First, we showed detailed localization of these receptors in the bowel wall, confirming that CB1 is largely present in enteric neurons (Duncan et al. 2005) and only moderately in the epithelial lining. CB1 mRNA was also detectable in the longitudinal muscle layer (but hardly in the circular layer) where it does not co-localize with synaptophysin. Extra-neuronal localization of CB1 mRNA in the longitudinal muscle layer, therefore, is of interest with regard to a recent article that describes myogenic, besides neurogenic, relaxant effects of CB1 agonists in longitudinal muscle myenteric plexus preparations (LMMP) of the guinea pig (Donnerer and Liebmann 2018). qRT-PCR of whole colonic segments and quantification of CB1/CB2 mRNA in single cells of ISH/IHC stainings revealed little differences between control and DSS- or LPS-treated animals. In the latter, CB1 gene expression in CD3+ cells was even more reduced compared to an already very low expression in healthy mice (Fig. 5f). Although CB1 receptors are important in the regeneration of epithelial cells (Wright et al. 2005), upregulation of CB1 may not be necessary for the regenerative process. It is also possible that a later time point than the one chosen in our experiments might have been more accurate to measure CB1 mRNA, as regeneration and re-epithelization after a bout of DSS may take several weeks (Perse and Cerar 2012). A recent study also highlighted that the presence of CB1 in epithelial cells is crucial for the regulation of intestinal permeability (Karwad et al. 2017). However, it is not yet clear how CB1 contributes to permeability during inflammation because activation of CB1 by anandamide and 2-AG, applied to the basolateral membrane of Caco-2 cells, have shown opposing effects (Karwad et al. 2017).

The CB2 receptor showed only little gene expression in myenteric neurons and the epithelium of the colon. However, mouse models of colitis show improvement in the presence of CB2 through apoptosis of T-cells (Singh et al. 2012) and through inhibition of the NLRP3 inflammasome in macrophages (Ke et al. 2016). A role in the protection of CB2 expressing immune cells against inflammation is, therefore, quite likely. As observed in the qRT-PCR, the presence of CB2 mRNA was not increased in whole bowel wall of the DSS and LPS model in comparison with the untreated animals. In contrast, CB2 mRNA was described to be upregulated in a TNBS colitis model (Storr et al. 2009). This discrepancy may lie in the different models that were used. Unlike the DSS model, the TNBS colitis model is caused by an immune response to the hapten TNBS, and therefore, differs from the DSS model, which is bacterially driven (Eichele and Kharbanda 2017). It is unclear if and how the strong presence of CB2 in B-cells found in our study could contribute to an amelioration of the inflammation because the presence of T- and B-cells were previously thought not to be needed for the development of acute DSS colitis (Dieleman et al. 1994). However, later studies showed that the CB2 receptor is critical for the formation of T- and B-cells (Ziring et al. 2006), and also for the homing and retention of marginal zone B lineage cells (Basu et al. 2011). More recent reports have revealed that B cells can protect from DSS colitis in cooperation with Tregs (Wang et al. 2015). CB2 receptors on B cells, therefore, could participate in the protection against intestinal inflammation.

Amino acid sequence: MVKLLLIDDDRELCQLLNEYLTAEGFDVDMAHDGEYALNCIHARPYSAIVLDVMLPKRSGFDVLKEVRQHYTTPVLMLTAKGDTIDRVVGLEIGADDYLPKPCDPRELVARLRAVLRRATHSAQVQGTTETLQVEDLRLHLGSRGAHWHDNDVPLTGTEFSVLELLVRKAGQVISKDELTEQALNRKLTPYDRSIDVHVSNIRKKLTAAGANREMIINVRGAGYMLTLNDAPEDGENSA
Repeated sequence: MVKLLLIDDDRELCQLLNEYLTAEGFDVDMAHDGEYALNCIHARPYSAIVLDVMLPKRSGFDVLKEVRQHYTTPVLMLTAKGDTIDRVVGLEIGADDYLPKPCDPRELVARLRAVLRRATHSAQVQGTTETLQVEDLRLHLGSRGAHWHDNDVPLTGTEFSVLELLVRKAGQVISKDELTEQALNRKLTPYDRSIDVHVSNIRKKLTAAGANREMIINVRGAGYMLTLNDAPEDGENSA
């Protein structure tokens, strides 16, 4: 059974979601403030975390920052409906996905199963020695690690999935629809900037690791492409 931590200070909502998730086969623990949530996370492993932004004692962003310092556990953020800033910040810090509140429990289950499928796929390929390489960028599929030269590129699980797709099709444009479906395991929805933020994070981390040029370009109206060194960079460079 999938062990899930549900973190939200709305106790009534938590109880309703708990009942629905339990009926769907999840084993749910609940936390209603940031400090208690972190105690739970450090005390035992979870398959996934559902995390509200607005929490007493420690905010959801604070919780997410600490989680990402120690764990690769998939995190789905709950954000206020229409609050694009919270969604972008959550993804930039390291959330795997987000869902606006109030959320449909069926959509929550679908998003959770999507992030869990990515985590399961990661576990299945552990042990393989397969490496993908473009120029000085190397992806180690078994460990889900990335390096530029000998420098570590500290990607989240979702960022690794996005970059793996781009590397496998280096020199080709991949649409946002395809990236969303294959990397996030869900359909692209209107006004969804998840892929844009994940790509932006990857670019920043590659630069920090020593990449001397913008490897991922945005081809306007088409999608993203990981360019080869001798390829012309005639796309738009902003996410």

GPR55 mRNA in the colon and the ileum

By use of a GPR55 antagonist and GPR55−/− mice, we previously detected a pro-inflammatory role of GPR55 in DSS and TNBS inflammation models (Stancic et al. 2015). In the present study, we also focused on GPR55 in immune cells. We observed that mRNA levels of GPR55 in whole colon segments were diminished in DSS mice as compared to controls while in LPS-treated mice, no significant changes were noticed. In line with previous results (Li et al. 2013), we also observed that GPR55 mRNA levels were higher in the ileum than in the colon (online resource Fig. 1d). Unlike CB1, GPR55 mRNA showed the prominent presence in epithelial cells, and even more in lamina propria cells, such as macrophages and T-cells. But like CB2 (and contrary to CB1), the GPR55 gene is only little expressed in the myenteric plexus. Most changes, i.e., reductions, in GPR55 gene expression were observed in T-cells during LPS-induced inflammation, while in DSS-induced inflammation, a reduction in GPR55 gene expression was predominant rather in F4/80+ cells. This is well in line with previous results we obtained in the azoxymethane + DSS cancer model, in which genetic knockout of GPR55 led to a substantially altered T- and myeloid-derived suppressor cell (MDSC) profile when compared to wild-type mice (Hasenoehrl et al. 2018). Additionally, we could previously show that treatment with a GPR55 antagonist leads to reduced influx of lymphocytes and macrophages into the inflamed colon in the DSS model (Stancic et al. 2015). The GPR55 receptor, therefore, seems to primarily act in immune cells during inflammatory attacks in the GI tract.

Presence of MGL mRNA